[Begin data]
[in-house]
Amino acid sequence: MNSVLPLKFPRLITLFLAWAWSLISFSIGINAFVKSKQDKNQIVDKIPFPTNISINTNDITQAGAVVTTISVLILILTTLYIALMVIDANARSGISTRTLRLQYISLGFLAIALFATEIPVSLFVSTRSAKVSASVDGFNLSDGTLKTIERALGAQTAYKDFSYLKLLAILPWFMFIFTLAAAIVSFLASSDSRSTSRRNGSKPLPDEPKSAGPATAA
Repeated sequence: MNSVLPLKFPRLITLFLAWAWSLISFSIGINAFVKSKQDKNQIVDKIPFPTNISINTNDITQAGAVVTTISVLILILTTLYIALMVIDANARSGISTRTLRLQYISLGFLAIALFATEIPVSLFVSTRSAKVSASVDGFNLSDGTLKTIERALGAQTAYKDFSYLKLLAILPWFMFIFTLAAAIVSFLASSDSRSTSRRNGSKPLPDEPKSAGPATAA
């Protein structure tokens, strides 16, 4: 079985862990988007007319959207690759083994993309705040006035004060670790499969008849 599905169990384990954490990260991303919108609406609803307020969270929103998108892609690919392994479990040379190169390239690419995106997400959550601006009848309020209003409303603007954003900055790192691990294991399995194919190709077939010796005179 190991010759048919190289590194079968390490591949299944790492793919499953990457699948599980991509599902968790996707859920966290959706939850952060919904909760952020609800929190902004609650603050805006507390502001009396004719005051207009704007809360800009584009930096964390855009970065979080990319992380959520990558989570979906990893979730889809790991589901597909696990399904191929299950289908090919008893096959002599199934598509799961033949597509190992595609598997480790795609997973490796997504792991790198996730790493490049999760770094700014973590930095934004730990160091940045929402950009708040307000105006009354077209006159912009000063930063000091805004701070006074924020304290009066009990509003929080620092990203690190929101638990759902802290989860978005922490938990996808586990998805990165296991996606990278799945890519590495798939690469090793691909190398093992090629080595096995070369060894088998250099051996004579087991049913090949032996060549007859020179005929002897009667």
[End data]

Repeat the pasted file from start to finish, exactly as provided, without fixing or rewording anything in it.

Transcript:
[in-house]
Amino acid sequence: MNSVLPLKFPRLITLFLAWAWSLISFSIGINAFVKSKQDKNQIVDKIPFPTNISINTNDITQAGAVVTTISVLILILTTLYIALMVIDANARSGISTRTLRLQYISLGFLAIALFATEIPVSLFVSTRSAKVSASVDGFNLSDGTLKTIERALGAQTAYKDFSYLKLLAILPWFMFIFTLAAAIVSFLASSDSRSTSRRNGSKPLPDEPKSAGPATAA
Repeated sequence: MNSVLPLKFPRLITLFLAWAWSLISFSIGINAFVKSKQDKNQIVDKIPFPTNISINTNDITQAGAVVTTISVLILILTTLYIALMVIDANARSGISTRTLRLQYISLGFLAIALFATEIPVSLFVSTRSAKVSASVDGFNLSDGTLKTIERALGAQTAYKDFSYLKLLAILPWFMFIFTLAAAIVSFLASSDSRSTSRRNGSKPLPDEPKSAGPATAA
């Protein structure tokens, strides 16, 4: 079985862990988007007319959207690759083994993309705040006035004060670790499969008849 599905169990384990954490990260991303919108609406609803307020969270929103998108892609690919392994479990040379190169390239690419995106997400959550601006009848309020209003409303603007954003900055790192691990294991399995194919190709077939010796005179 190991010759048919190289590194079968390490591949299944790492793919499953990457699948599980991509599902968790996707859920966290959706939850952060919904909760952020609800929190902004609650603050805006507390502001009396004719005051207009704007809360800009584009930096964390855009970065979080990319992380959520990558989570979906990893979730889809790991589901597909696990399904191929299950289908090919008893096959002599199934598509799961033949597509190992595609598997480790795609997973490796997504792991790198996730790493490049999760770094700014973590930095934004730990160091940045929402950009708040307000105006009354077209006159912009000063930063000091805004701070006074924020304290009066009990509003929080620092990203690190929101638990759902802290989860978005922490938990996808586990998805990165296991996606990278799945890519590495798939690469090793691909190398093992090629080595096995070369060894088998250099051996004579087991049913090949032996060549007859020179005929002897009667």